Purposeful Brands: Why Customers Are Prepared to Pay More
A quick answer please, if you can, to this question: “What does your brand really stand for?” in other words “What’s your brand purpose?”
If you hesitate to succinctly define the mission, vision, and values behind your brand – the primary raison d’être for your brand’s existence — your brand purpose — you can be certain that customers and potential new customers are missing the point entirely too. This is why it’s critical to codify and map out your brand so you are highly visible, stand out, can clearly articulate your brand purpose and deliver an unforgettably great customer experience.
In other words, if customers can’t meaningfully differentiate your brand from your competitors they will default to decisions based on price alone and they won’t pay a premium.
Because…when brands give, brands get.
Who Decides and Defines: What is Brand Purpose
Mind you, it’s not as easy as it sounds. In 2014, according to The World Federation of Advertisers, consumers and marketers can be confused by the meaning and focus of brand purpose.
“There is consensus that brand purpose is increasingly relevant,
but people and marketers don’t seem to agree on what it means.
Marketers see it as the bigger picture,
but people see it as what you do in daily life.” –
Stephan Loerke, managing director of the WFA
Where it Matters Most: Brand Purpose
Around the globe, consumers value brand purpose to varying degrees. Responses to whether consumers are willing to pay a premium for a product that supports good causes find Chinese with a very different view than Britons. Nevertheless, this survey result means that even at the low end of the scale, more than one in four would loosen their purse strings for a brand with purpose.
The concept of brand purpose is sometimes overlooked, or not clearly communicated, by small to medium-sized business owners and managers largely because the serious impact it has on accelerated business growth is not fully understood. Brand purpose can get lost in the frenetic pace of a busy startup. So it’s really important to underscore the huge influence brand purpose has on business outcomes, re-define the concept, and demonstrate its influence in commercial terms as the major driver behind perceived value, premium price points and higher sales.
Related: 10 Branding Tips From Silicon Valley on How to Be a Successful Startup Brand
Why Brand Purpose Matters
What do consumers think: Edelman’s brandshare studies reveal that 92 percent of 11,000 consumers surveyed in eight countries want brands to share their values more effectively. Overall, 40 percent don’t think brands are doing enough to communicate and demonstrate purpose in “helping the world” in some way.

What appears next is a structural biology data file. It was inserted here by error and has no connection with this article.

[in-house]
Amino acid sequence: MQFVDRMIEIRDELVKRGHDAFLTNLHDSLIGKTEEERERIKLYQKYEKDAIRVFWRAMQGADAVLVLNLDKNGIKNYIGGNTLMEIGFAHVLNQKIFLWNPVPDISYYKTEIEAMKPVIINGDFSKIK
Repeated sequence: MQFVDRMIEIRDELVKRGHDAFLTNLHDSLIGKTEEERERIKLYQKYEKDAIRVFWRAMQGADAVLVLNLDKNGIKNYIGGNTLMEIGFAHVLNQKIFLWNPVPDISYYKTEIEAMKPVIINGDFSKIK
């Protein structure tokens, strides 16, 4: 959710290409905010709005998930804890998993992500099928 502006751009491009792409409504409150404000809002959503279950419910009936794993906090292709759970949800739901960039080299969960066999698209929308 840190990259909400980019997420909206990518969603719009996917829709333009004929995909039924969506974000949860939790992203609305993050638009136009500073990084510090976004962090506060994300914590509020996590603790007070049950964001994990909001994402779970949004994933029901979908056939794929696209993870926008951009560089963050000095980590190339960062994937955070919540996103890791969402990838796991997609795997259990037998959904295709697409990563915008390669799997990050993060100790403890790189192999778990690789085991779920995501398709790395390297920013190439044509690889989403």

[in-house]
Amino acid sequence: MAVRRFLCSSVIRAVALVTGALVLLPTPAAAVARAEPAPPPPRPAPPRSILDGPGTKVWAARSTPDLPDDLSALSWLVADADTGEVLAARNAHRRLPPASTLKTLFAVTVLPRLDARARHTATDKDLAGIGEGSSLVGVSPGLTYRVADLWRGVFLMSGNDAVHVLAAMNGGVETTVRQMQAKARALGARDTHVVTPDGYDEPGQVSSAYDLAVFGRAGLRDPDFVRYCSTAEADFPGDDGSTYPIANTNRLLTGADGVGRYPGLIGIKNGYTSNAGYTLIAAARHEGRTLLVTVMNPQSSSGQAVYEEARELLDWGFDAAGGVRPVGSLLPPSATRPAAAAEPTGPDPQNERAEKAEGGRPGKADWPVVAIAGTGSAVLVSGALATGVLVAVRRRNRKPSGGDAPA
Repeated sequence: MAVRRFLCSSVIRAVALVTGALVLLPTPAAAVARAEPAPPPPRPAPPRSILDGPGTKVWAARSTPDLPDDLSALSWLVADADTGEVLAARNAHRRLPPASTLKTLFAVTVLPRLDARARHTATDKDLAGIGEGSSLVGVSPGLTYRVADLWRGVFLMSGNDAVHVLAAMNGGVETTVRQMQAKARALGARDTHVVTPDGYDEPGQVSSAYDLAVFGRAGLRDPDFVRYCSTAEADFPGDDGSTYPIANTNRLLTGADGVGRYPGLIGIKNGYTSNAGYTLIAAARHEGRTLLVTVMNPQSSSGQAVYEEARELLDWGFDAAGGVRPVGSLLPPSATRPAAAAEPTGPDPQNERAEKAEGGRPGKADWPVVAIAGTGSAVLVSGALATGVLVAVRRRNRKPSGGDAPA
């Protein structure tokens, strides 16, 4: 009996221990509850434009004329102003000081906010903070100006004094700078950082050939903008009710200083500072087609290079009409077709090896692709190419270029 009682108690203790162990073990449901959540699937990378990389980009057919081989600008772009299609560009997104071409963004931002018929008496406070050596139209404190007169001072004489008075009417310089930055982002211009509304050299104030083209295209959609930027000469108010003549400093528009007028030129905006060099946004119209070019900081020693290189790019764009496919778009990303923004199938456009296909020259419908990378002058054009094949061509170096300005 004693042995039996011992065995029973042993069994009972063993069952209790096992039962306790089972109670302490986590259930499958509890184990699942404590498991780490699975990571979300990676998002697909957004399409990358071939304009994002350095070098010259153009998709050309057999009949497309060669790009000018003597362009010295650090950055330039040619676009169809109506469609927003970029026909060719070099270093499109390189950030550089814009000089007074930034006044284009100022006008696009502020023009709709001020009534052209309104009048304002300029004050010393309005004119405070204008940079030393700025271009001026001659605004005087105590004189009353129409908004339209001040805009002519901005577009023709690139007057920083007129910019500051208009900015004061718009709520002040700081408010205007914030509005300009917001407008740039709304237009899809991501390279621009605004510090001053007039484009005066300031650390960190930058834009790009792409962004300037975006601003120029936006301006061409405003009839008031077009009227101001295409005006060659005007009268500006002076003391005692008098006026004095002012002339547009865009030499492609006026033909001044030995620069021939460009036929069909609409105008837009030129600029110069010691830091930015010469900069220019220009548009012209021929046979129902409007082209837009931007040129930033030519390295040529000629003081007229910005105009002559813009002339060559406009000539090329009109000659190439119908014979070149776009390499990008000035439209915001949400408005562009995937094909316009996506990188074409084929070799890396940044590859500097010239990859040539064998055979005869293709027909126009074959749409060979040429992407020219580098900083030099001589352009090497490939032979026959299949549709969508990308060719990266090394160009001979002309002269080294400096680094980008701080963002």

Related: Brand CSR: The Business Case for Successful Branding and Social Good
What do executives think: In a study issued by EY Beacon Institute and Harvard Business Review, 85 percent of the 474 business executives surveyed indicated they strongly agree they’re more likely to recommend a company with a strong purpose. They also strongly agreed, at 80 percent, that a company with shared purpose will have greater customer loyalty.
Related: CEO Brand Leadership: How Vision Drives Brand Growth
See the results in two diagrams: Brands that prioritize brand purpose benefit from stronger growth.
Defining Brand Purpose
What does this all mean? Brands with clarity of purpose outperform brands who lack it. To survive, brands must live and breathe through their core values because these are the fundamentals differentiating a brand from all its competitors so it stands head and shoulders above all the rest — and consequently commands a premium.
Author Simon Sinek sums the lessons from his book, “Start With Why” in his famous TED Talk about communicating brand purpose.
“People don’t buy what you do. They buy why you do it.”
– Simon Sinek
Sinek goes on to say, “The goal is not to do business with everybody who needs what you have; the goal is to do business with people who believe what you believe.”
Brand Purpose and Customers
The underlying message is that emotion drives purchase. Brands can engage primary customer emotions through articulating what the brand stands for, that is, purpose equals its mission, vision, and values.
The brand must reinforce this and bring it to life via experiential terms, such as customer service and brand touchpoints.
Related: Top 10 Brands for Customer Experience and What You Can Learn From Them
Be Different, Be Transparent Through Brand Purpose
Brand purpose is also a primary factor in brand differentiation because when it is sufficiently strong and compelling, it makes a brand highly visible and different compared to every competitor.
Simplistically speaking, if a brand’s purpose is aligned with the values of its ideal primary audience, those customers will naturally be attracted to it and want to buy it. People reward brands that openly share their values when those values are transparent. “Do we believe in the same things?” is what a customer wants to know. However, it is not the customer’s job to dig deep for that answer.
If brands don’t stand up for what they stand for — and diligently communicate it — nobody knows what the brand purpose is all about.
Brands with a purpose command the customer’s attention because, price point aside, a meaningful, emotional connection is valuable to the purchaser.